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No en banc in EMILY’s List case?

The D.C. Circuit Court’s deeply controversial ruling in September, removing federal restrictions on high-volume spending in federal elections by non-profit advocacy groups, is not going to be challenged further in the Circuit Court.  Monday was the deadline for parties to seek en banc review by the full Court of the panel ruling in the EMILY’s List case, but U.S. Solicitor General Elena Kagan will not seek it, concluding that she has no authority to do so.  She still has the option, in coming weeks, of asking the Supreme Court to hear it, however.  (An earlier post discussing the case can be read here.)

Kagan’s spokesperson, Beverley Lumpkin, said in response to a query: “It’s simply not a decision that the SG has anything to do with; the agency itself [the Federal Election Commission] has the authority to make that decision in the courts of appeals.  The Solicitor General will make any decision regarding a cert petition.”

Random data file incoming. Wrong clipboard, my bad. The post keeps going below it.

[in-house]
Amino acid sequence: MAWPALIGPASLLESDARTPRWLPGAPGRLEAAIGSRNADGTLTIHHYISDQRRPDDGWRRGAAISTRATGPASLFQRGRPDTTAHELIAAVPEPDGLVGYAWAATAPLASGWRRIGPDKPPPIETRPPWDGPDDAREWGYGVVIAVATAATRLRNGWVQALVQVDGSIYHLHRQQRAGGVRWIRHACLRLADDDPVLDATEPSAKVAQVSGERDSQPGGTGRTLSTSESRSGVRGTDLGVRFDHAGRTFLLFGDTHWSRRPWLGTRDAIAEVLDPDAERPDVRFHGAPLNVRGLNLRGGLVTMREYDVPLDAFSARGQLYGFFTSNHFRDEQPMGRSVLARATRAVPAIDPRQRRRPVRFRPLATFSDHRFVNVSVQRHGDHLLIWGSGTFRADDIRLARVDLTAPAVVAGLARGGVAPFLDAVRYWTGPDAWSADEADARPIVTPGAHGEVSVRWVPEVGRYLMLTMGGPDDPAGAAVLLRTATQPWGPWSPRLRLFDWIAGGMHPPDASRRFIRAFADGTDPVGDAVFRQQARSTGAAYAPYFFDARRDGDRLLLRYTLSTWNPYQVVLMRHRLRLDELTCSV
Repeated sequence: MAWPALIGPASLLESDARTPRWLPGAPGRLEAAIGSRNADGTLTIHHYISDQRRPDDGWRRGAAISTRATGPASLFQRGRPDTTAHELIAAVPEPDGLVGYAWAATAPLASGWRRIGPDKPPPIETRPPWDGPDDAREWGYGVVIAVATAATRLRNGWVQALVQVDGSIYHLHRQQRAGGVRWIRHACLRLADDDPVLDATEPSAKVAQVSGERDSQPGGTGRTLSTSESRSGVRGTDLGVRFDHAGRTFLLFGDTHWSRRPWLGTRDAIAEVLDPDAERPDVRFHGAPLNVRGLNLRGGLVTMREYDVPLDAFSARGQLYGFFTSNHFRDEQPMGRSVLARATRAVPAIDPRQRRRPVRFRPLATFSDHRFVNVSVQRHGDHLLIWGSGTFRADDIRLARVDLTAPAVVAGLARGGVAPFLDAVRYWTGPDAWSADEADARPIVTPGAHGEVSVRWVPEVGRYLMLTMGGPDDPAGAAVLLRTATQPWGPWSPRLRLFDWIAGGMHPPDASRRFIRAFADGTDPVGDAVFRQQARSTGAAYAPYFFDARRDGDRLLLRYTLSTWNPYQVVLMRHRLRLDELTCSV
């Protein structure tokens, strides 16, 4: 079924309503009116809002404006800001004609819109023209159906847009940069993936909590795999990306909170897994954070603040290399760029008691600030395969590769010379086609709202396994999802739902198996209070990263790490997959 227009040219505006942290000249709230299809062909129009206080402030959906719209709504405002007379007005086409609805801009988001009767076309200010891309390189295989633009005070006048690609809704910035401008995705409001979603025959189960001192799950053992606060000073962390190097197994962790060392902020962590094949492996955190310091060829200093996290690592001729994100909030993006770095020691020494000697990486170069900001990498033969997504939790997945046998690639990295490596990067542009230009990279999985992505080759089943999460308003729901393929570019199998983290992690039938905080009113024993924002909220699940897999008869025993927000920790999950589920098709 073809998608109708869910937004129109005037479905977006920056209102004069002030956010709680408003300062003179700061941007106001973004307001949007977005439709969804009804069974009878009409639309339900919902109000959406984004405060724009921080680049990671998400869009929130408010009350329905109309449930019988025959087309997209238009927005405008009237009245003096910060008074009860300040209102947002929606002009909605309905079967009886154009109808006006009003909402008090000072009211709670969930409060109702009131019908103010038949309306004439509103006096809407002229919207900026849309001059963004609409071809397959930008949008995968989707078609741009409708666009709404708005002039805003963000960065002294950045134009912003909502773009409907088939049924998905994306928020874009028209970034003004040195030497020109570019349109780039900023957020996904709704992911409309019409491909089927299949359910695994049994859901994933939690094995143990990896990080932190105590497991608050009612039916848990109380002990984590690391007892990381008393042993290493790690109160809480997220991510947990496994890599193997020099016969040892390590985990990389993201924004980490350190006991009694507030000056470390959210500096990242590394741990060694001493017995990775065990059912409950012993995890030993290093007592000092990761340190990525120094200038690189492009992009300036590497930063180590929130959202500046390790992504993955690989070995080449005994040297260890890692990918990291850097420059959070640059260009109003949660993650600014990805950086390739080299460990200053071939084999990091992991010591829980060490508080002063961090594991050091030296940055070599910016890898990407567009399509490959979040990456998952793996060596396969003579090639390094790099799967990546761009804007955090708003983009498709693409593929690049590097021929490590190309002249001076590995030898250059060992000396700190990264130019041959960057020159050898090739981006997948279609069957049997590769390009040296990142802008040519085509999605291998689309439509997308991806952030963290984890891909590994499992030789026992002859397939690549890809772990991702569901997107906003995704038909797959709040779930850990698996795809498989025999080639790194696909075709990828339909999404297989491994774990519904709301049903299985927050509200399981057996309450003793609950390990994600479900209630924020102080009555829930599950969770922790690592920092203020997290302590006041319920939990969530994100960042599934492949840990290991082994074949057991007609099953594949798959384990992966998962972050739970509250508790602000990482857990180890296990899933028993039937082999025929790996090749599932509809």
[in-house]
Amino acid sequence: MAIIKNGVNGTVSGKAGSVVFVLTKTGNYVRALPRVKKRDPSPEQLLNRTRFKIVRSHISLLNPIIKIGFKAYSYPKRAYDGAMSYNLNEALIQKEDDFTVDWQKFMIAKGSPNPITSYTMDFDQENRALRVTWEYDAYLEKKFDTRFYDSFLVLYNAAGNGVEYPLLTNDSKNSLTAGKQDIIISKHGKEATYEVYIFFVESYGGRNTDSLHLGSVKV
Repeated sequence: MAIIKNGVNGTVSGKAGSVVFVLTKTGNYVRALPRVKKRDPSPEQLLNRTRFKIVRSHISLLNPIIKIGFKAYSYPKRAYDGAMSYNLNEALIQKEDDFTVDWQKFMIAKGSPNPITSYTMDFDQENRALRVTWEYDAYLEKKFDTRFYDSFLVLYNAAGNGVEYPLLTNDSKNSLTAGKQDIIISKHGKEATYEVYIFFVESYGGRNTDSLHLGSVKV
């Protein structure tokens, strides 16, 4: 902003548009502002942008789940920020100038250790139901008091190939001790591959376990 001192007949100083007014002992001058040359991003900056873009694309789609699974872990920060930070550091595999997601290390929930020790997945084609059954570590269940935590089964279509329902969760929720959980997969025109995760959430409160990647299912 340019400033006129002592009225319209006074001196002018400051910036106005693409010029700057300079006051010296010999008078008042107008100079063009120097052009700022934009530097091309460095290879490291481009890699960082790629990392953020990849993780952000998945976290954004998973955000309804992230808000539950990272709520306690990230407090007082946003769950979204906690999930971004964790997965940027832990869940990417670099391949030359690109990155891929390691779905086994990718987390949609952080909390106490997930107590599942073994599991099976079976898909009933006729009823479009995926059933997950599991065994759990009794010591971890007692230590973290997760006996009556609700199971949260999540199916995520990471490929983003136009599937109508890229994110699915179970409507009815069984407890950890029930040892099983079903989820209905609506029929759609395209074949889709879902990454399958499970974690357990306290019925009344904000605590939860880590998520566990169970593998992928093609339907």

The FEC voted 3-3 on the en banc issue last month; it would have taken four votes for the agency itself to request the full Circuit Court to reconsider.  Thus, there is now no party in a position to seek such a rehearing; the Circuit Court itself, however, has the option of ordering en banc review by majority vote.  The panel’s Sept. 18 ruling in EMILY’s List v. FEC (Circuit docket 08-5422) is here.

If the Circuit Court on its own does not order rehearing, it will issue its formal mandate to implement the decision.  The 90-day period for filing a petition in the Supreme Court would run from the Sept. 18 date of the panel ruling, not the date of the mandate’s issuance.